10 Security Risks Enterprises May Be Overlooking

 
 
By Chris Preimesberger  |  Posted 2014-07-02 Email Print this article Print
 
 
 
 
 
 
 
 

All one needs to do is glance at the news once in a while to see that cyber-security issues for both enterprise and consumers are getting worse and more common, despite the best efforts of IT security experts. These stories are in the news virtually every day. The recent Target, eBay, Domino's Pizza and scores of other breaches (such as the Heartbleed bug) bear this out. Naturally, as a result of these security threats, organizations large and small are putting more and more emphasis on protecting their data. But are they protecting against every risk? We're quite aware, thank you, of denial-of-service attacks from bad guys from basically anywhere in the world, cyber-spying by governments and their agencies, malware injections, command-and-control attacks, Trojan horses and so on. However, there are several other types of security lapses that could happen in any IT system, no matter how large or small. In this slide show, put together using eWEEK reporting and industry insight from Armond Caglar, senior threat specialist at TSC Advantage, presents the top 10 risks that organizations often overlook.

 
 
 
  • 10 Security Risks Enterprises May Be Overlooking

    by Chris Preimesberger
    1 - 10 Security Risks Enterprises May Be Overlooking
  • Your Dining Habits

    Hackers are becoming increasingly creative in the ways that they infiltrate computer networks. In one case, hackers breached the computer network of an oil company by infecting the online menu of the employees' favorite Chinese restaurant with malware. This type of watering-hole attack reflects the extent to which an adversary will go to attack a target.
    2 - Your Dining Habits
  • Your Hotel Room

    When traveling internationally, competitive rivals may be aware of your trip beforehand and will plan accordingly in order to take advantage while you're on the road. If you are staying at a hotel and leave your laptop unaccompanied in your room while going to the gym, your chances of having your device compromised through the discreet installation of key-logging malware increases exponentially.
    3 - Your Hotel Room
  • Other Risks to International Travelers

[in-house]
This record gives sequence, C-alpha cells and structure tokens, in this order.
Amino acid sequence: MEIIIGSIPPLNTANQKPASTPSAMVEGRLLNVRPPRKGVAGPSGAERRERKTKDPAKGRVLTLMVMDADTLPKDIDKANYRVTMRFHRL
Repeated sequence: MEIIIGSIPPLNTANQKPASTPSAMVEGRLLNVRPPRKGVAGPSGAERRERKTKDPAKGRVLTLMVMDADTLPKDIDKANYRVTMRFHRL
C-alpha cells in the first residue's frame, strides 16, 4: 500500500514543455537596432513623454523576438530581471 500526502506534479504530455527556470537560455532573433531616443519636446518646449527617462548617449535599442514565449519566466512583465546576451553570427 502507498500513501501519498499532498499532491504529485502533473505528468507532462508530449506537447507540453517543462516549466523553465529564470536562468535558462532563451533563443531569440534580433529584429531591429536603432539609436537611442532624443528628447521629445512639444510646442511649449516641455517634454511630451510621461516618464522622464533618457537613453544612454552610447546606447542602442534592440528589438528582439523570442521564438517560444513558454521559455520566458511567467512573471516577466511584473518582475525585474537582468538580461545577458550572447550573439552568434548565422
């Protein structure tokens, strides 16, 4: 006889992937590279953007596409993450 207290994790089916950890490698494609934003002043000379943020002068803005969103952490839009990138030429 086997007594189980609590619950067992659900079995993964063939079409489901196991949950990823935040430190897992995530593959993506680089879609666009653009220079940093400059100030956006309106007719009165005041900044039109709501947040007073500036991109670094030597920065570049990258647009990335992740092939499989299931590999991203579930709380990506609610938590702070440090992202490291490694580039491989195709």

Business travelers should always assume that they could be a target, particularly when traveling to known competitive intelligence destinations around the world, such as in Asia and Western Europe. If possible, use devices specifically designated for traveling that should only contain data relevant for the purpose of the trip.
    4 - Other Risks to International Travelers
  • The Lost Cell Phone

    An effective bring-your-own-device (BYOD) policy increases employee efficiency and can build a happier, more productive workforce. It is crucial to standardize acceptable use policies that cover topics such as local storage of files, connectivity to the network and remote-wipe capability in case of loss.
    5 - The Lost Cell Phone
  • The Insider Threat

    In many cases, data theft within organizations is linked to employees and others with legitimate access to systems, networks and sensitive data. This can be the result of inadvertent behaviors due to human error and a lack of policies or a deliberate breach attributed to a malicious insider. From a hiring perspective, comprehensive background checks and due diligence can help reveal a pre-hire's connection to any potential competitive intelligence adversaries.
    6 - The Insider Threat
  • The Unlocked Server Rack

    Physical security should be considered at locations where IT infrastructure and data are stored and created. Alarms and guards may be necessary, but the most effective approach ensures physical security controls are mapped to well-defined and well-enforced policies and procedures.
    7 - The Unlocked Server Rack
  • Third-Party Web Applications

    Research indicates that a limited number of exploits in only a handful of widely used third-party applications are responsible for nearly all successful enterprise malware infections on Windows clients. Transitioning away from commonly exploited applications and using less popular alternatives would prevent some exploits, because many of them target the libraries specific to those applications.
    8 - Third-Party Web Applications
  • Your Cleaning Service

    Because external relationships are a reality of modern business operations, a proper analysis of vulnerability should extend to the various vendors, suppliers and other third parties within a company's ecosystem—even the cleaning service. In the case of Target, a company that invested millions in malware detection and endpoint protection, the data breach was the result of stolen credentials belonging to a third-party vendor.
    9 - Your Cleaning Service
  • Your Document-Shredding Policy

    Many companies don't give file or document disposal a second thought. Employees toss documents in the trash or recycle bin, or delete them from a shared drive, and they think that's the end of it. If a would-be data thief is looking for intellectual property or confidential information, the act of "dumpster diving" can lead to a potential goldmine.
    10 - Your Document-Shredding Policy
  • The Unencrypted Email

    Although most companies understand the importance of secure file sharing, you'd be surprised by how many still communicate with third parties via unencrypted emails and employ generally poor WiFi practices. Organizations should implement tools that force storage encryption and encrypt data for end-to-end communication. They should also ensure that employees avoid using public WiFi networks.
    11 - The Unencrypted Email
 
 
 
 
 
 
 
 
 
 
 

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